First responders love their job. They make lifetime friends and save people’s lives. But, they are always on duty. Their brains replay accident scenes and fires that didn’t end well. And they live with the fear that something can go wrong.
5 Stressors First Responders Don’t Talk About
- The weight of responsibility is crushing. On the outside, a first responder looks calm and collected. But on the inside, the burden can be crushing them mentally.
- They are not born knowing how to be a first responder. A person may love the thought of saving lives. But, it takes training to know how. Training never stops. There is always new technology to learn.
- The fear of failure is the biggest fear of first responders. They respond to emergencies with confidence. So the public views them as invincible. But, in the quiet moments, first responders fear the what if’s. Failure is their biggest fear.
- They know the risk of cancer is high. When things burn, they emit toxins. The toxins are present even after the fire is out. Firefighters are exposed to cancer-causing toxins daily.
- First responders see the worse things imaginable. They prepare themself to see death, disfigurement, and sights the general public can’t imagine. The images begin to destroy them mentally. PTSD is high in first responders because of what they see.
Even though it’s evident that first responders have high-stress jobs, it doesn’t diminish the stress level of another career. Many jobs and careers are stressful. How you handle stress is the biggest concern. Many people turn to drugs or alcohol to cope with it. Drugs and alcohol do not help. They only add stress and lead to addiction.
Stress and Addiction
Addiction is a chronic brain disease. The National Survey on Drug Use and Health reports in 2014, one in every 12 American adults suffered from addiction. Stress is a big reason people use substances like drugs and alcohol. But, they are a temporary relief and lead to substance use disorder and addiction.
Stress is a leading cause of addiction. Stress and addiction feed off each other. And can cause problems at work and in relationships. Stress and addiction can also lead to other co-occurring mental and physical health problems.
Co-occurring Stress and Addiction
Co-occurring mental disorders are common in addiction. The National Alliance on Mental Illness (NAMI) reports, a third to half of the individuals with mental health issues battle addiction and vice versa. Self-medicating to cope with stress or other psychiatric disorders is risky.
In 2018 9.2 million American adults suffered a co-occurring mental health disorder and addiction. It is so common therapists screen each individual for all co-occurring diseases and addiction.
Stats on Stress and Addiction
The National Institute on Drug Abuse (NIH) studied the effects of stress and addiction. In humans and animals, stress leads the brain to release a peptide. The increase of peptide causes a pattern of responses. Individuals with chronic stress are prone to using substances and addiction.
- Exposure to stress increases the use of drugs and alcohol.
- People with opiate addiction and high levels of stress will continue to use it.
- Chronic stress can lead to using substances even if a person has never used it before.
- Chronic stress can impair memory and cognitive function.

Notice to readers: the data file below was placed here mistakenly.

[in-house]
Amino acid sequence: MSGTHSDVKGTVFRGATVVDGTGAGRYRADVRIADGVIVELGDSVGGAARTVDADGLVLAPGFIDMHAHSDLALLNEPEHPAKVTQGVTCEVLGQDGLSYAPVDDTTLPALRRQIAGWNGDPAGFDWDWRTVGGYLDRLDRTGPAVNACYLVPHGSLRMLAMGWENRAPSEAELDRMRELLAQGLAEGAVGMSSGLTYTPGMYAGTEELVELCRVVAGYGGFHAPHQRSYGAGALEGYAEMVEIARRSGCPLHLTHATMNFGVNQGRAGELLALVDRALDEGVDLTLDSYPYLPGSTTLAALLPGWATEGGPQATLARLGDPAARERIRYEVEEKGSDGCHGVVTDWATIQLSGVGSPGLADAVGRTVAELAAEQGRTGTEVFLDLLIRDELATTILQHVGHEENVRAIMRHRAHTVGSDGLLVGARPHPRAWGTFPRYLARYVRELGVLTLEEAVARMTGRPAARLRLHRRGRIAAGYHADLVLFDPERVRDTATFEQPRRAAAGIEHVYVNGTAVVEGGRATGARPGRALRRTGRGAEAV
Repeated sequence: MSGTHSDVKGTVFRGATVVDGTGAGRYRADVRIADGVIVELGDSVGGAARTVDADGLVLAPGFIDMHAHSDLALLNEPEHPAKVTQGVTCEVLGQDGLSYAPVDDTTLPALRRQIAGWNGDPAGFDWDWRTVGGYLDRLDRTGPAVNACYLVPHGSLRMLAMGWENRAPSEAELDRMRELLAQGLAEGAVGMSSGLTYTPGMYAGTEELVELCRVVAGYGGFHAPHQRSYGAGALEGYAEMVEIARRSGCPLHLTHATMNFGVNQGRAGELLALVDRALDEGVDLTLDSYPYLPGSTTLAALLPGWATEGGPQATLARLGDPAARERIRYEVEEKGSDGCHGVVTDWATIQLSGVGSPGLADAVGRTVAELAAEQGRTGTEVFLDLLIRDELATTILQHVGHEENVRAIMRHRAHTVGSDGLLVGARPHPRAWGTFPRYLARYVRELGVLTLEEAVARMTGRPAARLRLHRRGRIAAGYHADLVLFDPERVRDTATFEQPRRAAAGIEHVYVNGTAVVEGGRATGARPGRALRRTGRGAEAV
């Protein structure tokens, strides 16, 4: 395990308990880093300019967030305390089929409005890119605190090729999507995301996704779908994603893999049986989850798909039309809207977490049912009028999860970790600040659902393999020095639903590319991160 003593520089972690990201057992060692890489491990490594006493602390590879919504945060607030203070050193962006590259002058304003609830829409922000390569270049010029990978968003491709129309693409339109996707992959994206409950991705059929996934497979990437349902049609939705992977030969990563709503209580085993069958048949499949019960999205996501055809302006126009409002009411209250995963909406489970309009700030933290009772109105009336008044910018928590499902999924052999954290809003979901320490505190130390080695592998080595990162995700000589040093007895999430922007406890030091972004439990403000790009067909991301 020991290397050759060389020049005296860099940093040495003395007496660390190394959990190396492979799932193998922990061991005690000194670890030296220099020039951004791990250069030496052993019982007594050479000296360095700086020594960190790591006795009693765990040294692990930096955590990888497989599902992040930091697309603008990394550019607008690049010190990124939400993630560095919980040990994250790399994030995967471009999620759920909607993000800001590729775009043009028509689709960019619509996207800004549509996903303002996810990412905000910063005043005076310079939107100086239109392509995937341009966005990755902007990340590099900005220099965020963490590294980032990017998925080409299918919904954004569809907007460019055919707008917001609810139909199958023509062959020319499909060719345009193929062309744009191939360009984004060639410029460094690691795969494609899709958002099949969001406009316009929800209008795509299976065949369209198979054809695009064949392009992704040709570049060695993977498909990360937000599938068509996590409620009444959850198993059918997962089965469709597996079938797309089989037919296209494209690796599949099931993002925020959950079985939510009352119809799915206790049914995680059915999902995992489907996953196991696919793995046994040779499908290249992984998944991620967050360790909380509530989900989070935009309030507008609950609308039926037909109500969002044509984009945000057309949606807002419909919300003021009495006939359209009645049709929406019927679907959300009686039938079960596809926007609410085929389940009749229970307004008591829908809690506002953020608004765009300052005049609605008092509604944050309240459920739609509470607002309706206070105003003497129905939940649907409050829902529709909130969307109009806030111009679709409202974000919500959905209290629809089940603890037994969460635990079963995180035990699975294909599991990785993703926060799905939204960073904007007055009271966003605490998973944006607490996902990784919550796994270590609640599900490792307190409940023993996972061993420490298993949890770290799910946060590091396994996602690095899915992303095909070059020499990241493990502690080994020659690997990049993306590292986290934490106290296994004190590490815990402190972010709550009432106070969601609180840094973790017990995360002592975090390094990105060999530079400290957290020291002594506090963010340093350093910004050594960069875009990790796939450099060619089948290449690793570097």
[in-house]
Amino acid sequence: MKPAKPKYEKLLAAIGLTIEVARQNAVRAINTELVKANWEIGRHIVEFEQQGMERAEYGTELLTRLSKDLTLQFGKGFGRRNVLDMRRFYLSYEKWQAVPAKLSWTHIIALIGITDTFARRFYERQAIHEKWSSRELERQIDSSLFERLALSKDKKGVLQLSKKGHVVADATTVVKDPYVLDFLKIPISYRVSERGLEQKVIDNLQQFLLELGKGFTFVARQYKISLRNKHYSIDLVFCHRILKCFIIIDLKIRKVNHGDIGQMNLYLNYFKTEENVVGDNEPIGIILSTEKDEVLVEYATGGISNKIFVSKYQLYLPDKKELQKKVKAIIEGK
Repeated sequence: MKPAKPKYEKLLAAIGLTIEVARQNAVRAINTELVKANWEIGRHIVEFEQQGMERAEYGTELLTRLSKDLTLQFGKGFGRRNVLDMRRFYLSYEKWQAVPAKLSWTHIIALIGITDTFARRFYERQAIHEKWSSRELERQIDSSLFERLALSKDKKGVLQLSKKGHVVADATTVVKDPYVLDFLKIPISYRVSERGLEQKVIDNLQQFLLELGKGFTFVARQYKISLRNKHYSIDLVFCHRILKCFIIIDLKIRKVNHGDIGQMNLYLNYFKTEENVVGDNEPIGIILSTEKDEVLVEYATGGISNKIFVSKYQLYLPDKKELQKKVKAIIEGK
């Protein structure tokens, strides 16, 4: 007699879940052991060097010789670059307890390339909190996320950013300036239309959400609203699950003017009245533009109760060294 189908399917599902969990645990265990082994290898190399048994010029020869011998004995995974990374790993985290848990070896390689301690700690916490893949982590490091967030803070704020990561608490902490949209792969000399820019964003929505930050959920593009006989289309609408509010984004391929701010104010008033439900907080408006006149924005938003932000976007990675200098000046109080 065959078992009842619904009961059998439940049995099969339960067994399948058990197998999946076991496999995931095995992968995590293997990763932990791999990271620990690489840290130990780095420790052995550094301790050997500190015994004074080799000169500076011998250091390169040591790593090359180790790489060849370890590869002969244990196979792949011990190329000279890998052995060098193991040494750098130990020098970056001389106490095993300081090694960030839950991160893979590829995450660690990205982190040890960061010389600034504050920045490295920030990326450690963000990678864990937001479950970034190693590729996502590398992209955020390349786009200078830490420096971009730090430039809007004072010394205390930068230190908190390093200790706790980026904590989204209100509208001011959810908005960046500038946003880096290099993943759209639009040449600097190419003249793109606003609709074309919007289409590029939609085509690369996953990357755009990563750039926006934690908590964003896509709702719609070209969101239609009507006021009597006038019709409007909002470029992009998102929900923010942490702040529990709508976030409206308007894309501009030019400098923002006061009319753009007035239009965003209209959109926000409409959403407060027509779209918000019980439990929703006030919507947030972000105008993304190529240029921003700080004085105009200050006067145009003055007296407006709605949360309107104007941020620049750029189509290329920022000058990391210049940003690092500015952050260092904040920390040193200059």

- Stress can increase cravings for cocaine and alcohol.
- The lack of coping skills increases the chance of relapse.
You need to have excellent coping skills for stress and addiction. Treatment for both stress and addiction is a great way to build healthy coping skills. But, there are things you can do outside of therapy to help cope with stress without turning to drugs and alcohol.
Tips for Coping With Stress
Regular exercise can ease stress. It can stop negative thoughts and worries. Make it fun. Involve friends and family and play a game of touch football. Sweat the stress away.
Connect with others.
Suppose you are feeling overwhelmed by stress talk to someone. Talking about it takes away it’s power. Talking to a friend and seeing a smile, calms the nervous system.
Engage your senses.
A fast way to relieve stress is by alerting another one of your senses. Maybe it is a happy song or the smell of fresh coffee. Everyone responds differently, so experiment to find what works.
Stress is going to happen. But you can control how it affects you. Yoga, meditation, and breathing techniques activate relaxation responses. Learning to relax can reduce how you respond to stress.
Your mood is affected by the food you eat. When you are in a bad mood, stress is difficult to handle. A diet of fresh fruits, vegetables, and protein can help cope with stress.
Get lots of rest.
A good night’s sleep is crucial to thinking and coping with the day. But, chronic stress can interfere with sleep. Using a combination of the above tips can help you get a good night’s sleep.
Treatment of Stress and Addiction
Stress has a strong role in addiction, so it essential for treatment to address stress management and addiction. Many therapy programs already involve stress management. Behavioral therapies focus on the treatment of both stress and addiction.
Behavioral therapies like Cognitive Behavioral Therapy (CBT) helps you recognize behavior patterns and your response to situations. By understanding these patterns, you can make changes to correct the behaviors and responses. Changing behaviors is crucial for handling stress and avoiding the use of drugs and alcohol.
Support groups and 12-step groups are great for helping fight addiction. These groups hold you accountable for your actions and behaviors. At the same time, these groups decrease stress levels with human contact and fun activities.
Stress and Addiction Treatment at Sana Lake Recovery Center
Has overwhelming stress in your life led you to use drugs and alcohol to cope? If you or someone you love is suffering from addiction, we can help. Contact us today and get started on your path to a better life.